source's brightness in the various wavelength bands and in the number of
sightings of a source.  A final positional uncertainty is expressed as an
ellipse whose semi-major (major) and semi-minor (minor) axes are the 1
sigma errors given in seconds of arc (i.e., arc-seconds).  The orientation
(posang) of the ellipse on the sky is expressed in terms of the angle
between the major axis of the ellipse and the local equatorial meridian.
The posang is expressed in degrees East of North.

Example (major) (int): 79
Example (minor) (int): 18
Example (posang) (int): 117

6.  COLUMNS <relunc_12> <relunc_25> <relunc_60> <relunc_100>

Each flux density measurement (except for an upper limit) has an
associated uncertainty expressed as a 1-sigma value in units of 100 x
(delta) fnu / fnu.

Example (relunc_12) (int): 0
Example (relunc_25) (int): 0
Example (relunc_60) (int): 12
Example (relunc_100) (int): 0

7.  COLUMNS <cirr1> <cirr2> <cirr3>

The infrared cirrus affects a large portion of the entire sky at 60 and 100
microns.  Cirrus can seriously hamper efforts to extract point sources from
the data.  Additionally, cirrus can also produce structure on a point
source scale that can masquerade as true point source.

The cirr1 flag gives the number of 100 micron-only sources in the
extraction data base within a radius of 30' from the source.  The flag is a
good discriminant that warns a user that cirrus which contains structure on
a point source scale is present in a given region.  Values above 2 signify
probable contamination.

The cirr2 flag gives the cirrus indication on a larger scale than the
cirr1 flag and compares a "cirrus flux" with the source flux at 100
micron.  Values larger than ~4-5 indicate the presence of considerable
structure in the 100 micron emission on a 1/2 degree scale.  A value of 0
indicates that no 1/2 degree data was available for the source in

The cirr3 flag is the total surface brightness of the sky surrounding the
source in a 1/2 degree beam at 100 micron, clipped to exclude values
greater than 254 MJy sr**-1.  Values of the cirr3 flag greater than 30 MJy
sr**-1 indicate emission from dust with an appreciable column level.  A
value of -1 means that no data were available.

Example (cirr1) (int): 1
Example (cirr2) (int): 3
Example (cirr3) (int): 11

8.  COLUMNS <confuse> <hsdflag> <pnearh> <pnearw>

A great deal of care went into trying to untangle instances of confusion
between neighboring sources.  The confuse flag is set in a given band if
any instance of confusion is present in that band.  Thus the confuse flag
is set if two (2) or more sightings of the source in a given wavelength
band has confusion status bits set indicating confusion in the
seconds-confirmation or in the band-merging processes.  In parts of the sky
where the sources density is low, confusion processing is sometimes able to
separate sources that are very close together.  The band-merging process
attempts to identify point sources that, for one reason or another, can be
confused with neighboring point sources in one or more bands.  In either
case, the confuse flag is hex-encoded by band (see "Description" above for

Regions of high source density receive special processing in order to
improve the reliability of the quoted sources.  Each of these regions is
band-dependent.  If a particular band of a given source goes through high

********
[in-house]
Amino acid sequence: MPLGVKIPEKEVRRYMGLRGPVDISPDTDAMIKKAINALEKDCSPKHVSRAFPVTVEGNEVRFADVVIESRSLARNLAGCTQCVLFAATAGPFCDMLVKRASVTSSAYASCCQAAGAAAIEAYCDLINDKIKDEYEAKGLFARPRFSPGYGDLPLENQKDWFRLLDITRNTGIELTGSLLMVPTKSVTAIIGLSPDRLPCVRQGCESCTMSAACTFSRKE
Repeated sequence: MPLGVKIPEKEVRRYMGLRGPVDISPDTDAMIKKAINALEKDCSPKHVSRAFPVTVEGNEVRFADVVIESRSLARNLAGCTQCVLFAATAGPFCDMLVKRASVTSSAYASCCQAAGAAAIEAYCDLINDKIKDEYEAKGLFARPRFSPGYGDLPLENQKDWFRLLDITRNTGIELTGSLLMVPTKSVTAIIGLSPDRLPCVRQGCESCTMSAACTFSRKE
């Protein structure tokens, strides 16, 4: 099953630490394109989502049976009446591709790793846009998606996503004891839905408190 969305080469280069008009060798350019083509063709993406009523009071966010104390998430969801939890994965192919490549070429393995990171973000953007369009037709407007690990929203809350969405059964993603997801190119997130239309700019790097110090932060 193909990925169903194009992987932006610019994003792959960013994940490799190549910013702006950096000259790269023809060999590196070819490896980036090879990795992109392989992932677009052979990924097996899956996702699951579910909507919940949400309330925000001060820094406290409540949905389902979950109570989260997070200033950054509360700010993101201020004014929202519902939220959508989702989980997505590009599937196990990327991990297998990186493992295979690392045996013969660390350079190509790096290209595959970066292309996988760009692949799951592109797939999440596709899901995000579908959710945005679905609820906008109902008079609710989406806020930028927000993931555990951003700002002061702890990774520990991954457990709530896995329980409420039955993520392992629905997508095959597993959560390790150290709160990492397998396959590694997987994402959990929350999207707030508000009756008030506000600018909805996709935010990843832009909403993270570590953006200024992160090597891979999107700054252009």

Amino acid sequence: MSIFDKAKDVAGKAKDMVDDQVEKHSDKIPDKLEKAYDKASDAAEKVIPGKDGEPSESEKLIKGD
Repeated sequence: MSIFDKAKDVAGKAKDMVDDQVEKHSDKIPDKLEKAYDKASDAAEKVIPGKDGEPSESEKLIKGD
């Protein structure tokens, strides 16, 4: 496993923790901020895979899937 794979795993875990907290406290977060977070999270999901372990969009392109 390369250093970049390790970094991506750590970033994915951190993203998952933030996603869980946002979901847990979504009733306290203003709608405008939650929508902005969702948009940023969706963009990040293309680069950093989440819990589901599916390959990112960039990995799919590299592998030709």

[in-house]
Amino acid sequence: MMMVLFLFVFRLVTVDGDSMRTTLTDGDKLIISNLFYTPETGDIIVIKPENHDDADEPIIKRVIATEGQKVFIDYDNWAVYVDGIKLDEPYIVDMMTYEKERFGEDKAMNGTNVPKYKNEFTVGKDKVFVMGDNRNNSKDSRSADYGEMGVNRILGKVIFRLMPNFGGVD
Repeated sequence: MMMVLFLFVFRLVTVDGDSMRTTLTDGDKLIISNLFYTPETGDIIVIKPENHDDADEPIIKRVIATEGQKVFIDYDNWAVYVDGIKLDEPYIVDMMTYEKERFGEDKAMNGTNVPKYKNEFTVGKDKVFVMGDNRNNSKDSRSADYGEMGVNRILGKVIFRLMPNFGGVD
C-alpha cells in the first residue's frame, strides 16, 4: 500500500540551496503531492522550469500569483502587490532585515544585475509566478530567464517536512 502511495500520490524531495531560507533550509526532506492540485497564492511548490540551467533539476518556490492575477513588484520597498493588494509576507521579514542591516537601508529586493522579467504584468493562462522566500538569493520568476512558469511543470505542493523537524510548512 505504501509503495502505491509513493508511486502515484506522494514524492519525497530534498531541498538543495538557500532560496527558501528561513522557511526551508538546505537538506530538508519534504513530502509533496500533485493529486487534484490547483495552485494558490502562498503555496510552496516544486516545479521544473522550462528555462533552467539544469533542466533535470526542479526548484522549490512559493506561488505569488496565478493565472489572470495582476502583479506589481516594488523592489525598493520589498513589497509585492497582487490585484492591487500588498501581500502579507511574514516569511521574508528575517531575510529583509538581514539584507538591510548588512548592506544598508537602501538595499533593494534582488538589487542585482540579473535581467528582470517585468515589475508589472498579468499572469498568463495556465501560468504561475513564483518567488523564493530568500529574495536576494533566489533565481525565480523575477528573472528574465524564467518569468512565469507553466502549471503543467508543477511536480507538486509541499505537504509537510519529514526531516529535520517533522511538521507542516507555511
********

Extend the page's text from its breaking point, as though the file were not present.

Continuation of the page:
source density processing, the hsdflag flag sets the appropriate bit.
The hsdflag flag is hex-encoded by wavelength band (see "Description" above
for details).

The pnearh flag and the pnearw flag serve as other indicators of
possible confusion.  The pnearh flag indicates the number of
hours-confirmed point sources located within a 4.5' cross-scan and 6'
in-scan (half-widths) window centered on the source.  The pnearw flag
indicates the number of weeks-confirmed point sources located within a 4.5'
cross-scan and 6' in-scan (half-widths) window centered on the source.
Both flags give values larger than 9 as 9.

Example (confuse) (char1): '0'
Example (hsdflag) (char1): '0'
Example (pnearh) (int): 1
Example (pnearw) (int): 5

9.  COLUMNS <nid> <idtype>

Much of the utility of the PSC comes from its association of infrared
objects with sources known to exist because of other astronomical catalogs.
Thus a large number of catalogs have been searched for positional matches.

The nid flag identifies the total number of matches found.  Each match
results in a 64-character description which is placed in a separate
association file in order to conform to the FITS catalog format.

The idtype flag ranges from 1 to 15.  When an association is found, the
idtype flag identifies the type of association as follows:

     ASSOCIATION                              BIT ID

     in extragalactic catalogs only           (bit 0)
     in stellar catalogs only                 (bit 1)
     in catalogs with other types of objects  (bit 2)
     in catalogs with mixed types             (bit 3)

Example (nid) (int): 0
Example (idtype) (int) (1 to 15): 0

10. COLUMNS <cc_12> <cc_25> <cc_60> <cc_100>

The heart of the point source detection processor is the comparison of the
data for candidate sources selected by the squarewave filter with the
profile, or template, expected for an ideal point source.  The point source
correlation coefficient can have values between 87% and 100%.  These are
encoded as alphabetic characters with A = 100, B = 99, . . . , N = 87.
There is one value per wavelength band.  The quoted value for a band is for
the highest correlation coefficient seen for that source on any sighting.

Example (cc_12) (int): 0
Example (cc_25) (int): 0
Example (cc_60) (int): 96
Example (cc_100) (int): 94

11. COLUMNS <rat_12_25> <rat_25_60> <rat_60_100>